Lack of intervener funding for Beaufort oil discussions frustrates hunters
Intervener funding was provided in case of Inuvik-Tuk highway project, NEB says it has not made decision
The Inuvialuit Game Council says it fears the people most affected by oil and gas exploration in the Beaufort Sea will be silenced because no participatory funding is available for hunters and other experts to participate in upcoming reviews.
"Yes, it is very important to us," says Frank Pokiak, chair of the Inuvialuit Game Council. "We are the people that live up here and we would have a chance to bring our point of views out."
The Environmental Impact Review Board, the Inuvialuit land claim organization in charge of conducting two environmental reviews into Imperial Oil's plans to drill in the Beaufort Sea, says it hasn't received any participant funding from the federal government.
Interveners in the board's last review into the Inuvik-Tuktoyaktuk Highway received funding.
The National Energy Board is also conducting a separate technical review into whether Imperial Oil's alternative for a same season relief well meets or exceeds its guidelines for capping a blowout in the same drilling season.
Those hearings are expected to be held in Inuvik in late 2015 or early 2016, but in a statement, the board says that it has not made a decision on whether it will be providing any funding.
Environmental groups like Mining Watch say this is another example of how the Harper government has weakened the environmental screening process.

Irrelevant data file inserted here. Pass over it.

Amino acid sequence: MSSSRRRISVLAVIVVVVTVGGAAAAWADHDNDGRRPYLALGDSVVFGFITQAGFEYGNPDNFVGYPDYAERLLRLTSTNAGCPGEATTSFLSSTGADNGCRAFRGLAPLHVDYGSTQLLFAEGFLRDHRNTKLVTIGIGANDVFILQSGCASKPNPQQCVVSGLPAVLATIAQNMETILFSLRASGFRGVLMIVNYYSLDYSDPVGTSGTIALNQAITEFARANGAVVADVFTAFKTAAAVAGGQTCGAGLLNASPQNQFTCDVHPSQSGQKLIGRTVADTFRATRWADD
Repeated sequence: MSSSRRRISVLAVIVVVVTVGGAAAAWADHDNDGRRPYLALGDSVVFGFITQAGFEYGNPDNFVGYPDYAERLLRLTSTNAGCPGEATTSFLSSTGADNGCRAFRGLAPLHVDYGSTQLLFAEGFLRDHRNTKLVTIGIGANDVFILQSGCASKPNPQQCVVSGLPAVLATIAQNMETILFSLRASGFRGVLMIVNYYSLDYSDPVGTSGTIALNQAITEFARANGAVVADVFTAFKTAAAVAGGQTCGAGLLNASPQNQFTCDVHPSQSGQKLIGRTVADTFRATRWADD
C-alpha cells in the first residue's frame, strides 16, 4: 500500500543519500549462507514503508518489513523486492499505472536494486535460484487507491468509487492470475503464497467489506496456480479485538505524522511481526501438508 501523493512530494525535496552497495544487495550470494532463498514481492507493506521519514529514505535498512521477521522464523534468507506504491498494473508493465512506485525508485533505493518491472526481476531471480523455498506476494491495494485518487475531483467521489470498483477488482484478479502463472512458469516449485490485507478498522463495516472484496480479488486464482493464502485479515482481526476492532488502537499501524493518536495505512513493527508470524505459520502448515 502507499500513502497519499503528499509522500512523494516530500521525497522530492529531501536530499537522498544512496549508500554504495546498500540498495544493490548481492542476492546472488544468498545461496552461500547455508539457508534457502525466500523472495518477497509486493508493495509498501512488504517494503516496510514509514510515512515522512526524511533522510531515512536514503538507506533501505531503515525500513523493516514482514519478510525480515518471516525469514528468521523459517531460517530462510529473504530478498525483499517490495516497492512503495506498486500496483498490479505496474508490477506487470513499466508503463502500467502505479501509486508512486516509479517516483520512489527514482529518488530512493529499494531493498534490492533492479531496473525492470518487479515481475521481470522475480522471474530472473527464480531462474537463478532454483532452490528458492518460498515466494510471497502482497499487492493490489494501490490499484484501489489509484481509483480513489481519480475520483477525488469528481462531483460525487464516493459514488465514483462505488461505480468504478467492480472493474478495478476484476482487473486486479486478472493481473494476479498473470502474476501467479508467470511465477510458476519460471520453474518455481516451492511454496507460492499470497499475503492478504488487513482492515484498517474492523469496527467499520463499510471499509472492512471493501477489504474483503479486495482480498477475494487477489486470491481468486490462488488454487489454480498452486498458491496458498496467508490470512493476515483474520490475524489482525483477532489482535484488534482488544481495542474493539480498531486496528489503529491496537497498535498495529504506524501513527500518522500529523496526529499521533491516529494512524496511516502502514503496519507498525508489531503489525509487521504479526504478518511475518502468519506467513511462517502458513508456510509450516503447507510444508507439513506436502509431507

"Offshore exploratory drilling is no longer covered under the Canadian Environmental Assessment Act," says Jamie Kneen, a spokesperson with Mining Watch.
Environmentalists, like Kneen, say the Harper government changed the act so less groups received participatory funding in the hopes that fewer groups attended reviews.
This, Kneen says, was done in the hopes that environmental reviews would be completed faster, but he says the reverse is true. According to Kneen, major resource development projects are approved quicker when government and industry consult as many groups as possible.
"In the absence of that, you start running into all kinds of problems," he says, "from petitions to actual road blocks; where people say: 'we don't trust you, and we are not going to let it happen.'"
Kneen says the reason many resource projects don't make it past the review stage isn't there are too many environmentalists, but because of the "volatile" economic climate.
"A company may put something forward and say within a few months or a year that that actually isn't going to work; especially in the extractive industries," Kneen says.
Despite the absence of funding, the Inuvialuit Game Council says it will continue to lobby the federal government and write letters.
"We're going to try to get funding," says Pokiak. "Because our people are going to be the most affected if anything ever happens."